National Skills Coalition Releases New Report on Model Immigrant Skill-Building ProgramsPosted on 08/01/2016
The National Skills Coalition (NSC) recently released a new report, Upskilling the New American Workforce : Demand-Driven Programs that Foster Immigrant Worker Success & Policies that Can Take Them to Scale, showcasing seven program models from New York, Minnesota, Oregon, and California. The examples provided illustrate a variety of effective approaches to serving immigrant jobseekers and adult English language learners. As such, the report serves as a practical resource for policymakers and others seeking to scale up innovative models.
Immigrants represent about 17 percent of the U.S. workforce. Some 54 percent of U.S. jobs are “middle-skill jobs” – “those that require more than a high school diploma, but not a four-year degree” – while only 44 percent of workers overall and even fewer immigrant workers are trained to that level. About 10 percent of the working-age population has limited English proficiency. Given this backdrop, the report meets an immediate need for information about model programs that help workers fill the workplace talent requirements.
Each of the programs showcased assists immigrants in acquiring the foundational and technical skills needed for middle-skill employment that provides family-sustaining wages. Examples vary from newly launched initiatives to decades-long established models, and come from nonprofit community-based organizations, worker centers, community colleges, and other education and workforce providers with deep experience in serving immigrant communities.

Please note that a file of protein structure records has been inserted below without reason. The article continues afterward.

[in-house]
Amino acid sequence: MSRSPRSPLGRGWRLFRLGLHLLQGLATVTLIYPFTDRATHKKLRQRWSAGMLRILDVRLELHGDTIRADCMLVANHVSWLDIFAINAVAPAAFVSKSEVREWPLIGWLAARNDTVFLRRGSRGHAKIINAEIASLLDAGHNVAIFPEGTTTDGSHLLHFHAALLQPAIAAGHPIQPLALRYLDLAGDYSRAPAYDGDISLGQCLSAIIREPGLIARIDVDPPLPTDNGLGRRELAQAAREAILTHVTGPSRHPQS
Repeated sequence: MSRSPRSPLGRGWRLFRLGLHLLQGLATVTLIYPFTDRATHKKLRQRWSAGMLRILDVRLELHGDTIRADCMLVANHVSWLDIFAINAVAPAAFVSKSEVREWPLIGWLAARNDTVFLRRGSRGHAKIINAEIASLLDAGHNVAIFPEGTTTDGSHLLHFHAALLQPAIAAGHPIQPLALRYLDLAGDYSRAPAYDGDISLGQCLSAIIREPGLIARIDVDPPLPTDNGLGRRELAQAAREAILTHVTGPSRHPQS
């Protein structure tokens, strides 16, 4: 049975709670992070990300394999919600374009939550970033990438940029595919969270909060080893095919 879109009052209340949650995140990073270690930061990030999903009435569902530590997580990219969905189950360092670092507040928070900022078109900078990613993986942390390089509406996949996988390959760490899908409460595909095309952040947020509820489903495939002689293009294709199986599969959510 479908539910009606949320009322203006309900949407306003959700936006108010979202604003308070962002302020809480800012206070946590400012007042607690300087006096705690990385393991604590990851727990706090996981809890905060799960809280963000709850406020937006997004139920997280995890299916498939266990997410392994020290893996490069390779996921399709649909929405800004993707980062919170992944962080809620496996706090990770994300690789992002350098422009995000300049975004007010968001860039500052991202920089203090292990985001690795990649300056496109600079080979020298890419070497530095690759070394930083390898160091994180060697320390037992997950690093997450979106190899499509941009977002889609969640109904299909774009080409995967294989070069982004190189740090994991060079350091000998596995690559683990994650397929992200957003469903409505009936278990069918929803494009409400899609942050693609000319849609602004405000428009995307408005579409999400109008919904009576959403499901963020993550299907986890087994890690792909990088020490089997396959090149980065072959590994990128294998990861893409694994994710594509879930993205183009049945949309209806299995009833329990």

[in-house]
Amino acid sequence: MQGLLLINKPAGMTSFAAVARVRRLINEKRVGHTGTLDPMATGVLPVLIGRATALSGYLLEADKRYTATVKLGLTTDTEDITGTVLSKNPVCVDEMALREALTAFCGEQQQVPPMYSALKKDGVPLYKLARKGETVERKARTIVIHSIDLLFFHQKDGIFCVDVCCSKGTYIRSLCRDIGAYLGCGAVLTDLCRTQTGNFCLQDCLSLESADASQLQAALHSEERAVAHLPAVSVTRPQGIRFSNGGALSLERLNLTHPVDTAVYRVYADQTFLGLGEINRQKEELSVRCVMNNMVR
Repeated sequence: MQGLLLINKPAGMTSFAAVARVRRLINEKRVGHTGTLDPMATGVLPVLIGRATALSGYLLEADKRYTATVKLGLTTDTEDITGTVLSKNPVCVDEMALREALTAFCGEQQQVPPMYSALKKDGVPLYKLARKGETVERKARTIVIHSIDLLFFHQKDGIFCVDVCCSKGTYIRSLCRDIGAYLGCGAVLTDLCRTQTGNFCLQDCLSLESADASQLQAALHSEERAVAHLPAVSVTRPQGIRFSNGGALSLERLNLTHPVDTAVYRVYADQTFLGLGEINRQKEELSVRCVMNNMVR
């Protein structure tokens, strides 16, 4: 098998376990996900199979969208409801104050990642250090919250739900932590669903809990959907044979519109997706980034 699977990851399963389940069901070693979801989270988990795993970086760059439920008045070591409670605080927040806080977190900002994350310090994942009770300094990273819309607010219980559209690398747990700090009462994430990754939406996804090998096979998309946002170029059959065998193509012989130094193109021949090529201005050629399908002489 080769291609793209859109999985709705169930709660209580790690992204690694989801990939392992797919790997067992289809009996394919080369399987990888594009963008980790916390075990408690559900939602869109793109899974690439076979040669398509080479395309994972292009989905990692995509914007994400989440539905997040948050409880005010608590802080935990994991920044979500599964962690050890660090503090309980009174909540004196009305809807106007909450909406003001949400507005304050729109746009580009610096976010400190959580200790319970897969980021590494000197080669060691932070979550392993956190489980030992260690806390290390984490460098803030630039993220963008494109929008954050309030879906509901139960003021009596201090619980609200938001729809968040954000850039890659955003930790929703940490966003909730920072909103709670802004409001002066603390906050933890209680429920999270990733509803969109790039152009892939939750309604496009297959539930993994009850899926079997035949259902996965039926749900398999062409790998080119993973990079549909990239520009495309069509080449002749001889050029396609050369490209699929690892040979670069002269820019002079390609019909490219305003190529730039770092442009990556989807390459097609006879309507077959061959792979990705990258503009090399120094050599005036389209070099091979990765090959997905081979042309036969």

These include the following:
- An electronics assembly training program that prepares immigrants and refugees to work in the aeronautics industry;
- A green janitorial and energy management program that combines vocational English for Speakers of Other Languages (VESL) with job skills to equip immigrant janitors to work in LEED-certified buildings; and
- A VESL program targeted at immigrant day laborers.
Those interested in launching similar programs in their own communities will find useful lessons in the report, including about the following:
- The importance of demand-driven, evidence-based training programs that use tested models to prepare individuals for jobs that local employers need;
- The availability of financial and other resources via key federal policies and programs, such as SNAP Employment and Training (see a related story in this newsletter edition), the Workforce Innovation and Opportunity Act, and Community Development Block Grants to support education and training programs; and
- The opportunity to capitalize on visionary state policies, such as Minnesota’s FastTRAC program and California’s Adult Education Block Grant program, to serve immigrant workers.